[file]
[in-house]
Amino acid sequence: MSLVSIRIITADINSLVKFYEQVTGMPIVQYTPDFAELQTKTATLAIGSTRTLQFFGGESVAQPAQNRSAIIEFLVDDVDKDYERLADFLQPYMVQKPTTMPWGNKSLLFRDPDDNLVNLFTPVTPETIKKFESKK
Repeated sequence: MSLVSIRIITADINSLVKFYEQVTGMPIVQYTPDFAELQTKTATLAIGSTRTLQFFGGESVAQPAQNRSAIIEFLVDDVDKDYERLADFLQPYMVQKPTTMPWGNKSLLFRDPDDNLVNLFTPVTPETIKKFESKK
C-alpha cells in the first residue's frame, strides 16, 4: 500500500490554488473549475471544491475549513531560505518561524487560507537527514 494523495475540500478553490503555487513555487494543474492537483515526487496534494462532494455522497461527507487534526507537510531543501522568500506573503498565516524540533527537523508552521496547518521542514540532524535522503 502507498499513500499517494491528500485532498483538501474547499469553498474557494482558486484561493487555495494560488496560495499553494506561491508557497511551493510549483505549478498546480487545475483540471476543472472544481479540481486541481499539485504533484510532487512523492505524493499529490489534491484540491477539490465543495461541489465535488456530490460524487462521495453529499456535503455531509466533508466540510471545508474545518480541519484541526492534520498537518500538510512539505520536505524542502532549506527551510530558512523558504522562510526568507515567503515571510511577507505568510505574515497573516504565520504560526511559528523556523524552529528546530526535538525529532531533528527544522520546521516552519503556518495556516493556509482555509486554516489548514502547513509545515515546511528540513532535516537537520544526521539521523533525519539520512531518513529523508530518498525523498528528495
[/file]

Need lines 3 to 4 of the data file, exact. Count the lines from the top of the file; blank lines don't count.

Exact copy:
Repeated sequence: MSLVSIRIITADINSLVKFYEQVTGMPIVQYTPDFAELQTKTATLAIGSTRTLQFFGGESVAQPAQNRSAIIEFLVDDVDKDYERLADFLQPYMVQKPTTMPWGNKSLLFRDPDDNLVNLFTPVTPETIKKFESKK
C-alpha cells in the first residue's frame, strides 16, 4: 500500500490554488473549475471544491475549513531560505518561524487560507537527514 494523495475540500478553490503555487513555487494543474492537483515526487496534494462532494455522497461527507487534526507537510531543501522568500506573503498565516524540533527537523508552521496547518521542514540532524535522503 502507498499513500499517494491528500485532498483538501474547499469553498474557494482558486484561493487555495494560488496560495499553494506561491508557497511551493510549483505549478498546480487545475483540471476543472472544481479540481486541481499539485504533484510532487512523492505524493499529490489534491484540491477539490465543495461541489465535488456530490460524487462521495453529499456535503455531509466533508466540510471545508474545518480541519484541526492534520498537518500538510512539505520536505524542502532549506527551510530558512523558504522562510526568507515567503515571510511577507505568510505574515497573516504565520504560526511559528523556523524552529528546530526535538525529532531533528527544522520546521516552519503556518495556516493556509482555509486554516489548514502547513509545515515546511528540513532535516537537520544526521539521523533525519539520512531518513529523508530518498525523498528528495